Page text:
Here it comes. Here comes the heat. Its return has me looking back to last November, when, in this space, I painted a picture of what most of us were doing just then in these northern climes: We were cleaning up the after the summer, that messy Mardi Gras blowout with all its glittery litter. I meant the berries and leaves and nuts all cast around on the ground.
I meant the cat’s cradle of spiderwebs stretching everywhere about.
I meant the ivy that every year climbs so high on one side of my old house that before the frost gets it, it will have sent its bright-green gobliny fingers right in past the supposed barrier of the combination screen-and-storm windows, things expressly designed to keep the ‘outside’ out.
But the darn pricey windows didn’t do that in the growing season, and for sure they didn’t do it in the season of frost.This year there was no keeping the outside out. It snowed and snowed and snowed, in case you’ve forgotten. and on a thousand YouTube channels you could see videos of people’s crazy guy-friends in their underpants jumping from their second story porches into the 12-foot drifts below. You could see young women doing it too: donning their bathing suits to land shrieking in that cotton candy spin of utter cold.You could even see these people helping their dogs make the leap down into all that white, where, if they were small enough, they would literally disappear from sight for a couple of seconds before leaping back into view, happily yapping.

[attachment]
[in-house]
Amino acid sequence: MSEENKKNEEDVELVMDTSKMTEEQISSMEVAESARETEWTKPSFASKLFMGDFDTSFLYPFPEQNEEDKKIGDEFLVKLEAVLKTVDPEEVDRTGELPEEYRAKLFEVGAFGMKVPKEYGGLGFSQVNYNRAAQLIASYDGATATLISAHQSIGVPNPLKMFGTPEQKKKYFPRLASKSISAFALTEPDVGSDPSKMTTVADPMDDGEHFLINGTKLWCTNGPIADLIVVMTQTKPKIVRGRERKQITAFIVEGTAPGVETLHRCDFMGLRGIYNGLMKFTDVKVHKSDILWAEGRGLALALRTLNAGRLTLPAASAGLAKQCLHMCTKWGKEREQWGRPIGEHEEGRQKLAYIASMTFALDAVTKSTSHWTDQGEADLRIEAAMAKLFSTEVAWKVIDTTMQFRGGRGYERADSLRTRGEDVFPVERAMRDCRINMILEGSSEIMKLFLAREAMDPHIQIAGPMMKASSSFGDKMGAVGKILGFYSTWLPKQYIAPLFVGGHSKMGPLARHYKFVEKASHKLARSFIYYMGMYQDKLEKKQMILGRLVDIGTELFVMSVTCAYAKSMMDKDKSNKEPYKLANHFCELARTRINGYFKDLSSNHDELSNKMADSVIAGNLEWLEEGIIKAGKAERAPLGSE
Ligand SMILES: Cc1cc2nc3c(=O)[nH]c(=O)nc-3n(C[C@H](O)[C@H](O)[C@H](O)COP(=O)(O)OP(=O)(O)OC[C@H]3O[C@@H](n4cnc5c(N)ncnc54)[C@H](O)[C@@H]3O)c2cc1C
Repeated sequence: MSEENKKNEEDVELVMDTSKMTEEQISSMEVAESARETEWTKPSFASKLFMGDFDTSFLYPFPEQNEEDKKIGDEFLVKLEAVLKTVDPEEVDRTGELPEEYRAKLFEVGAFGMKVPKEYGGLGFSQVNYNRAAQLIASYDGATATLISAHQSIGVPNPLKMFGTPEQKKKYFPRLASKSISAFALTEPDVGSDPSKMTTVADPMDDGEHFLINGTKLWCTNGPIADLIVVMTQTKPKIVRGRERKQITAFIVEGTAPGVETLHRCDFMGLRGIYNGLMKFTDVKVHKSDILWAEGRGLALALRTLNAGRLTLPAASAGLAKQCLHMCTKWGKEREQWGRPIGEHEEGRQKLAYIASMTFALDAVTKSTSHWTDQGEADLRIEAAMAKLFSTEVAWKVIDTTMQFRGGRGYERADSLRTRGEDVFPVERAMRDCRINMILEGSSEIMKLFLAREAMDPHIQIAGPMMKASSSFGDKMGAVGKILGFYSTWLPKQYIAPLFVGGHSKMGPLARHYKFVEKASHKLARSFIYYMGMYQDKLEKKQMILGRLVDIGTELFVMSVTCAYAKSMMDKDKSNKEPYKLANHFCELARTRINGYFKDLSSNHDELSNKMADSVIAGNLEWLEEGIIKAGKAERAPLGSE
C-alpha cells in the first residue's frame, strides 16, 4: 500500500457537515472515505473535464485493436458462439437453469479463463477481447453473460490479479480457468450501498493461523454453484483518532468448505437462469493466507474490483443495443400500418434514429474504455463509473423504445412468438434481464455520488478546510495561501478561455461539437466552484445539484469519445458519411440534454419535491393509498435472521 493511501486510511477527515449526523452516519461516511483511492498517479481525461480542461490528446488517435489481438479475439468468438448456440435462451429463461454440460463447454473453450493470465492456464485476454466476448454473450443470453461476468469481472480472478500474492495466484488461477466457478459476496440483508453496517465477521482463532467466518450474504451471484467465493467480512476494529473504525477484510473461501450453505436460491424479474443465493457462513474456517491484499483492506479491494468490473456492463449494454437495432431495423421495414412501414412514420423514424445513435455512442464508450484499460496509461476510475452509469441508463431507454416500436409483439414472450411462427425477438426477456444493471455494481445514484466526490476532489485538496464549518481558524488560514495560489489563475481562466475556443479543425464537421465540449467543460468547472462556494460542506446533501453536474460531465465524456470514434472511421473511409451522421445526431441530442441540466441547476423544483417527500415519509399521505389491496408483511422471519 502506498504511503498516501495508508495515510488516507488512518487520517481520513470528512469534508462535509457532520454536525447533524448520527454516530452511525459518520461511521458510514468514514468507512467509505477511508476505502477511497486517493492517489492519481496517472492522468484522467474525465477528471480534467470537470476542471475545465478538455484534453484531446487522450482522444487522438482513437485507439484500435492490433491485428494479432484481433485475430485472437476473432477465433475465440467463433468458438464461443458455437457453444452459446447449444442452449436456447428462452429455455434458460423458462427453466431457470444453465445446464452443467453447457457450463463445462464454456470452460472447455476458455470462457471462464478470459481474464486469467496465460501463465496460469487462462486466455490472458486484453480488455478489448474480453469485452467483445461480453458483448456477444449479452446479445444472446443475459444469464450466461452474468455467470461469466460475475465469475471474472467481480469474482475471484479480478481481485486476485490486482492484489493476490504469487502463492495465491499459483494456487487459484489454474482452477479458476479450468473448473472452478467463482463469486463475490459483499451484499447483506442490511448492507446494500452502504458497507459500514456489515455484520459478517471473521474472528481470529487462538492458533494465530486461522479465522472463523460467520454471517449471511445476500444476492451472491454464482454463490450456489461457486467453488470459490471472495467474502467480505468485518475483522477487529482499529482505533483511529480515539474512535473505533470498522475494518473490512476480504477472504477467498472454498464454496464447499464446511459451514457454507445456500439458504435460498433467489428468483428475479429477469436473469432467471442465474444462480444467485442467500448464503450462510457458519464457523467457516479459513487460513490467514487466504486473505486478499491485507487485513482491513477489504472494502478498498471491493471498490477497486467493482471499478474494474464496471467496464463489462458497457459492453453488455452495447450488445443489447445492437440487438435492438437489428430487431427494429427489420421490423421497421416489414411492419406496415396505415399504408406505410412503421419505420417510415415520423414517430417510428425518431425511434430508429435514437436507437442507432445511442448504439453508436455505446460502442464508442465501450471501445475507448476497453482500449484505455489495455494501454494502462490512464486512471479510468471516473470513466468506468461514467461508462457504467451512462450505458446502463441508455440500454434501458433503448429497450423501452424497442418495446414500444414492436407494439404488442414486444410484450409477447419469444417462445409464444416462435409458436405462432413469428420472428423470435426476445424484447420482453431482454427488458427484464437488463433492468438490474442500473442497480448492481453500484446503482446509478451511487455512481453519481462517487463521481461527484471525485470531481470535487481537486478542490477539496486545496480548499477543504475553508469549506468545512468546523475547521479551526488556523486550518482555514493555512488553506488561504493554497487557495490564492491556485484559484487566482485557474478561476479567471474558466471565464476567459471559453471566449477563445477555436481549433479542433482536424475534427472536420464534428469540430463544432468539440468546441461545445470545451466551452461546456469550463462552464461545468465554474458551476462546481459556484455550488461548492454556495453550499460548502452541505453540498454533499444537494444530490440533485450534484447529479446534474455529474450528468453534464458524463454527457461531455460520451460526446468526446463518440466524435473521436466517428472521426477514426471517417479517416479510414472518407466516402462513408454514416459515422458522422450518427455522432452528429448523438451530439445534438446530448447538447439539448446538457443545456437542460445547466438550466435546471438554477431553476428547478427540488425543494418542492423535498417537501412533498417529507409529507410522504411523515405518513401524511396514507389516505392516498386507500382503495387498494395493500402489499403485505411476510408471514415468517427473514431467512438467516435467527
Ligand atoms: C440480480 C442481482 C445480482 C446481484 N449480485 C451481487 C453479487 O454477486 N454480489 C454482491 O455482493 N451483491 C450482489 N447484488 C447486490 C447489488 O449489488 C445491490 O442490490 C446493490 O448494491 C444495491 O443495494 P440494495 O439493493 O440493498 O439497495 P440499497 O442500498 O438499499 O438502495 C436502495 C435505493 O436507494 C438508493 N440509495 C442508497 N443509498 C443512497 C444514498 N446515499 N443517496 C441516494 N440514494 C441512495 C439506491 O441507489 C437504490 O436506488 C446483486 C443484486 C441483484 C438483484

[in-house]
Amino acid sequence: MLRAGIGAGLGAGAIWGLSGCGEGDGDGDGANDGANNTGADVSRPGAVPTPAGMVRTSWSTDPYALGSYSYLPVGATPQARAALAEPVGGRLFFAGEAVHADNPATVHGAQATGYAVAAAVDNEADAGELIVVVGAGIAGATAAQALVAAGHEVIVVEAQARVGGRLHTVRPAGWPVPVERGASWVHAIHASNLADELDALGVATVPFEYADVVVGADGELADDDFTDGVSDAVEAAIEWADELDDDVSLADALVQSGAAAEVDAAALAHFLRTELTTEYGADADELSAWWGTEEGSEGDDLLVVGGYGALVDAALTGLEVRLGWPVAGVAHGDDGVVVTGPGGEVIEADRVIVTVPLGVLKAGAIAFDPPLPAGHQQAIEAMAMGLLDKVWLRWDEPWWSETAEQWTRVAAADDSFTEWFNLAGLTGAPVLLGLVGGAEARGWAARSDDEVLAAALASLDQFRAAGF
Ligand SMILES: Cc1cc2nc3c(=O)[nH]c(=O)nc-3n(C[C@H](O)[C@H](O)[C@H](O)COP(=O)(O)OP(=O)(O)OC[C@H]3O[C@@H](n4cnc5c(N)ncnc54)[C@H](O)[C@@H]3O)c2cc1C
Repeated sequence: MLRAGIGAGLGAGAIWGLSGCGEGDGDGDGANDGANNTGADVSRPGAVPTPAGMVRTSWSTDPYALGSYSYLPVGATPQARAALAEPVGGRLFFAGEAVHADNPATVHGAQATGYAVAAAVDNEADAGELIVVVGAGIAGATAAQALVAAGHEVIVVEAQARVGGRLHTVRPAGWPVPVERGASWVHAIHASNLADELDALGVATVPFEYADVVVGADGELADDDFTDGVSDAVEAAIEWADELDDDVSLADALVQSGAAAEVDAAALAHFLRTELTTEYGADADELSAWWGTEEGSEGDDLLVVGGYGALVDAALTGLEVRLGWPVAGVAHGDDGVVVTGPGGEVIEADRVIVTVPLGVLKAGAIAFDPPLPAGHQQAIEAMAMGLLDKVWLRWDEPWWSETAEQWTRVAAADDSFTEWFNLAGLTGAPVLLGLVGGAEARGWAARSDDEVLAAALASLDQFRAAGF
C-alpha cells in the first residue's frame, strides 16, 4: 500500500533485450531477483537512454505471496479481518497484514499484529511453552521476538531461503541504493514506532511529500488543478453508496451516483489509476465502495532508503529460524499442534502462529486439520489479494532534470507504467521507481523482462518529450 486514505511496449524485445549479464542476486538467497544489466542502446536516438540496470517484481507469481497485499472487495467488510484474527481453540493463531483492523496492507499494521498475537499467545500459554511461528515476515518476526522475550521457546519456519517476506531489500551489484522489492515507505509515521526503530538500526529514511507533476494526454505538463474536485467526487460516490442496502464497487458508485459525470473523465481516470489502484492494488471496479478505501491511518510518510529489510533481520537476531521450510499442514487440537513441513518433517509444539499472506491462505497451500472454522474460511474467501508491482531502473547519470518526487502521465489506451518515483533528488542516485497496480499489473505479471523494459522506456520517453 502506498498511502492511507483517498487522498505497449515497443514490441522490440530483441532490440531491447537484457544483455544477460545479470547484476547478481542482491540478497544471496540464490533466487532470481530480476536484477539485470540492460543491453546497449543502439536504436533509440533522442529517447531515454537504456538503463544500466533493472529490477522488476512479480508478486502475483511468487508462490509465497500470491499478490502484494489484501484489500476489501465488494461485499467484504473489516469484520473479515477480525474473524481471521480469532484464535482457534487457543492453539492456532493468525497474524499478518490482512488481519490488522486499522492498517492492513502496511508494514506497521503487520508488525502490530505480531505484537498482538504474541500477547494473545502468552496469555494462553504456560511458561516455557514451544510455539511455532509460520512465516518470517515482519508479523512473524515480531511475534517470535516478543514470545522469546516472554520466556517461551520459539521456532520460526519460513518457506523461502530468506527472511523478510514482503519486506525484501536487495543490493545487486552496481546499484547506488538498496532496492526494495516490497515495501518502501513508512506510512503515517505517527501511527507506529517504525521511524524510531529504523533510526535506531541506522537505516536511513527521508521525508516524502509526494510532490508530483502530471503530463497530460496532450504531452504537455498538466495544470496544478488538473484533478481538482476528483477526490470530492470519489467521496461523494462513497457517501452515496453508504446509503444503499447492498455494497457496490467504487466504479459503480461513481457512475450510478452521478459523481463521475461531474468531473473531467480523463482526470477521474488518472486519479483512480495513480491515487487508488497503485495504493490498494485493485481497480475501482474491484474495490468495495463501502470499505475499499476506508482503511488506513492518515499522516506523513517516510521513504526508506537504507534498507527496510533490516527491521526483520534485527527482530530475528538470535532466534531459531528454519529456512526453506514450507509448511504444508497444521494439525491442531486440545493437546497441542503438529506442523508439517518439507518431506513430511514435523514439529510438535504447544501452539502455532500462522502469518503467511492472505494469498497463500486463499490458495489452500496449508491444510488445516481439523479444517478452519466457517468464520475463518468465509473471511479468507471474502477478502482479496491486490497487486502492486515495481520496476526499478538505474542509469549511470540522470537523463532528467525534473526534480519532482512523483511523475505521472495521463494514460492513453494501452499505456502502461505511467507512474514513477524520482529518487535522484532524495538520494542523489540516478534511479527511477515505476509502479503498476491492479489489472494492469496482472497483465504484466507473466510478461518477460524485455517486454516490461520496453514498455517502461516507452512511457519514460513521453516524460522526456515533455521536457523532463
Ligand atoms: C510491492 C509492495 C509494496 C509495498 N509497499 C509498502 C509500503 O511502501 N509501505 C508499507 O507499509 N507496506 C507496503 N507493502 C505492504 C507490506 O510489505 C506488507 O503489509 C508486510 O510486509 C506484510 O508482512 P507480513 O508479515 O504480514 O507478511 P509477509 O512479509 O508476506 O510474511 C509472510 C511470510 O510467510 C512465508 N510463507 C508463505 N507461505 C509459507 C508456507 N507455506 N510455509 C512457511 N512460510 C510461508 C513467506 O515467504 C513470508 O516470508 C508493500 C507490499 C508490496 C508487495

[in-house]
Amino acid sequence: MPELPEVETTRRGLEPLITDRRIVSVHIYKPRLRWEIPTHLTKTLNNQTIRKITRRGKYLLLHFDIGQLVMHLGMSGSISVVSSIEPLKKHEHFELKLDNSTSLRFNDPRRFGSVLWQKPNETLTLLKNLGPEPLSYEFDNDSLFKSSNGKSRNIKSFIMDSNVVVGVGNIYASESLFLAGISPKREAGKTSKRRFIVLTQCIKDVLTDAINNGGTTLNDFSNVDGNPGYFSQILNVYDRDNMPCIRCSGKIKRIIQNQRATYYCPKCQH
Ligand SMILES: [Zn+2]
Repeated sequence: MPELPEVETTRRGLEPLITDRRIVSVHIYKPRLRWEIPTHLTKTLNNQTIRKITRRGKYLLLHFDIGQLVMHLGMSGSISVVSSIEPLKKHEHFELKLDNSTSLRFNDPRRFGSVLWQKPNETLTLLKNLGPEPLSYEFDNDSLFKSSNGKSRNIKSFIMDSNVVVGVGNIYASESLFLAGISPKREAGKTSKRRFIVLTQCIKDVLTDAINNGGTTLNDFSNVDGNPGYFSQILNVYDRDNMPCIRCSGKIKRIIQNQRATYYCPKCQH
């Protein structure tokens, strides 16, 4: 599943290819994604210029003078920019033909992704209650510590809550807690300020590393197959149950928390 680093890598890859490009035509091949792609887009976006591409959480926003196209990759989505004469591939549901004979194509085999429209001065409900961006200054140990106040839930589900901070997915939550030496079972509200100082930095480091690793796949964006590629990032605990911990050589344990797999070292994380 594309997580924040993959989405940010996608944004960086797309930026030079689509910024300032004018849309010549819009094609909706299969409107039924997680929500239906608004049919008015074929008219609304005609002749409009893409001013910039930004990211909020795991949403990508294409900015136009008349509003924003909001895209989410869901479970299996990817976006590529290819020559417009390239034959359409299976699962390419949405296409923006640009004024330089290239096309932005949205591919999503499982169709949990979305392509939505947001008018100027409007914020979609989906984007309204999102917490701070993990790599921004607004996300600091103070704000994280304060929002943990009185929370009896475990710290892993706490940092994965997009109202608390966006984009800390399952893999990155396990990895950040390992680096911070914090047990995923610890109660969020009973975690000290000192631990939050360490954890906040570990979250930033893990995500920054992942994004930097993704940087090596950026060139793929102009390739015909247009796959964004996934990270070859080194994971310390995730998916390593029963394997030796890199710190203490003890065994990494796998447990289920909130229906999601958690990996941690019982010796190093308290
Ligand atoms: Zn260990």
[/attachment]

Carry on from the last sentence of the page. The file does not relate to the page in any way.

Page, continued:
You couldn’t look at these videos and you couldn’t not look. They were funny in a horrible sort of way I guess and maybe we all needed the laugh by January’s end.
Four weeks later though, nobody was laughing. People with cars parked on the street couldn’t even find them for all the snow. And then there were the ice dams.
We all had them on our roofs, concrete-hard icebergs that just would not melt. You could climb up there and hack away at them with pickaxes, even sledgehammers, and still they would not yield.
They were there and they stayed there, until, little by little, they moved inside. This means that their moisture slowly ‘wicked’ right into and through all our walls with that same slow but steady determination I see each year with the ivy that climbs in my windows. The wood trim of all our interiors first bloated with moisture and then wept, sending blackish tears streaming clear down to the floor. Wall coverings grew what look like maps of unknown continents. Apparently the wall behind my own bed had grown so spongy by the beginning of March that one day the picture on it fell to the floor. Not realizing what had happened, I tried driving in a fresh nail to hold it. Alas it was like trying to nail something into a bowl of oatmeal.
I look back now at what I wrote last November about the great mess summer makes behind and I have to laugh. That mess was nothing compared to the mess this past winter has left us. So all I can say now is Thank Heaven there are such things as window cleaner, scrub brushes, and sheet rock. And also, God, thank you for giving the world contractors and handymen (and may some of them soon start returning our calls!)